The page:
As the second longest bull market in U.S. history continues (with occasional blips), many investors are worried about when the inevitable downturn will occur.

While no one enjoys a market correction, long-term investors understand that they are inevitable, can be expected every couple of years, and are part of the price of admission to the stock market.

And the surest way to turn temporary declines into permanent losses is to panic and sell. You then have the additional burden of trying to figure out when to get back in.

Or you can stay invested and stay focused on the long-term.

And to help you do that, you may want to watch this three-minute video, which shows how $1 invested in the total U.S. market grew from 1927-2017 — as well as what was in the headlines in Time magazine. As the video validates again and again, short-term news events and downturns generally have had little long-term effect on the market’s continuing growth.

Over this period, the U.S. went through 15 recessions or depressions, World War II and Vietnam, and other crises big and small. Yet $1 invested in 1927 could have grown to more than $6,229 by the end of 2017.

That’s the power of free markets powered by human innovation to create long-term wealth.

Best Time to Invest (1926 – 2017) – Loring Ward

Source: Fama/French Total U.S. Market Index – provided by Fama/French Center for Research in Security Prices (CRSP) data. Includes all NYSE securities (plus Amex equivalents since July 1962 and NASDAQ equivalents since 1973), including utilities. Hypothetical value of $1 invested at beginning of 1927 and kept invested through December 31, 2017. Assumes reinvestment of income and no transaction costs or taxes. This is for illustrative purposes only and not indicative of any investment.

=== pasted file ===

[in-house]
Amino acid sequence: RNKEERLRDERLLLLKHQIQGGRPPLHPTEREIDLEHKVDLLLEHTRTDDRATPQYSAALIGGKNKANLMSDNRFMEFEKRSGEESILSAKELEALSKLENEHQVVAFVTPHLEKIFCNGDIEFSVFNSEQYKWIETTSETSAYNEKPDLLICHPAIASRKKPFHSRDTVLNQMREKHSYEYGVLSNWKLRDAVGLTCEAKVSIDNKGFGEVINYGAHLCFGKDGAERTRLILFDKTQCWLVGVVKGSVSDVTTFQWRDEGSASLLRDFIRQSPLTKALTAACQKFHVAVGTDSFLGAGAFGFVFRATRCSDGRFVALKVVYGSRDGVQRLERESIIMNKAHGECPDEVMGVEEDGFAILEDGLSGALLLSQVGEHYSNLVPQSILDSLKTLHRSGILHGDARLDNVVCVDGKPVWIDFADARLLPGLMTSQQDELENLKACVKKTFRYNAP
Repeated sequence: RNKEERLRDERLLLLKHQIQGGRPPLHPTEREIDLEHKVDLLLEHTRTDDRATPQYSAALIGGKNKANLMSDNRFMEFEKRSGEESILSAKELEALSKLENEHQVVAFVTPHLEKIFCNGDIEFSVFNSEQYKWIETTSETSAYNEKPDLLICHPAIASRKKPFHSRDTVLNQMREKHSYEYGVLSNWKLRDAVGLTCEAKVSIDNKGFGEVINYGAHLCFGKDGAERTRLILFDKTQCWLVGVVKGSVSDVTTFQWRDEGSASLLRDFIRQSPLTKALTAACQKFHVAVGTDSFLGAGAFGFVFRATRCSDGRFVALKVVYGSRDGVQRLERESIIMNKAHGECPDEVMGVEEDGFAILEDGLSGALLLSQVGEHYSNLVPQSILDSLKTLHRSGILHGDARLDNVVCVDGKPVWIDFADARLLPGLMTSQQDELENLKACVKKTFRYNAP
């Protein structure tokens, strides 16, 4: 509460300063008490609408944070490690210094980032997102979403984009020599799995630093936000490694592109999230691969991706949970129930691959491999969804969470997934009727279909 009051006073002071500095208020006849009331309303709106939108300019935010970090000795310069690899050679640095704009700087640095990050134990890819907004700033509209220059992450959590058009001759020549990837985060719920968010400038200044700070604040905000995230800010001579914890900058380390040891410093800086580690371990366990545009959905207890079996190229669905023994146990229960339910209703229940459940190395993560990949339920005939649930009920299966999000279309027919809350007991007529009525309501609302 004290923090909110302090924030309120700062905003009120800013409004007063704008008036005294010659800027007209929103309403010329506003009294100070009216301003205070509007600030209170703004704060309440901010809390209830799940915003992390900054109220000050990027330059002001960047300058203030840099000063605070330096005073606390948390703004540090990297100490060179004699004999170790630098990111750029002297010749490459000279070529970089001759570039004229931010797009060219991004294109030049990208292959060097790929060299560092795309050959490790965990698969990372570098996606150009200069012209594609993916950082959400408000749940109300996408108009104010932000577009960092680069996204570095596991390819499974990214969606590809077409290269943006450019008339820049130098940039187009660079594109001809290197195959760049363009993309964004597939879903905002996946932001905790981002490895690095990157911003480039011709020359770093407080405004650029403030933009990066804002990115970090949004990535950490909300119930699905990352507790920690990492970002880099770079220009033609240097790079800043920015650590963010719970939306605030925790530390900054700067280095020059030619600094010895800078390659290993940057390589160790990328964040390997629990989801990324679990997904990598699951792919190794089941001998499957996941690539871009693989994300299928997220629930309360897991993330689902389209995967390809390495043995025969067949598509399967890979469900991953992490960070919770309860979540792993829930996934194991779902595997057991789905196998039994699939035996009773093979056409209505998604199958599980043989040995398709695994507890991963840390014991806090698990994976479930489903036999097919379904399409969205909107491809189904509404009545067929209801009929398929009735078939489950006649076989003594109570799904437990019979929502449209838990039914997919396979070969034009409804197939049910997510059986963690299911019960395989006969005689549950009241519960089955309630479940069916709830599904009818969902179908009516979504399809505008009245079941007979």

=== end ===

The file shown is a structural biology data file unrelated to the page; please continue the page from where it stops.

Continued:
Stock investing involves risks, including increased volatility (up and down movement in the value of your assets) and loss of principal.

Investors with time horizons of less than five years should consider minimizing or avoiding investing in common stocks.

Indexes are unmanaged baskets of securities in which investors cannot directly invest; they do not reflect the payment of advisory fees or other expenses associated with specific investments or the management of an actual portfolio.

Past performance is no guarantee of future results.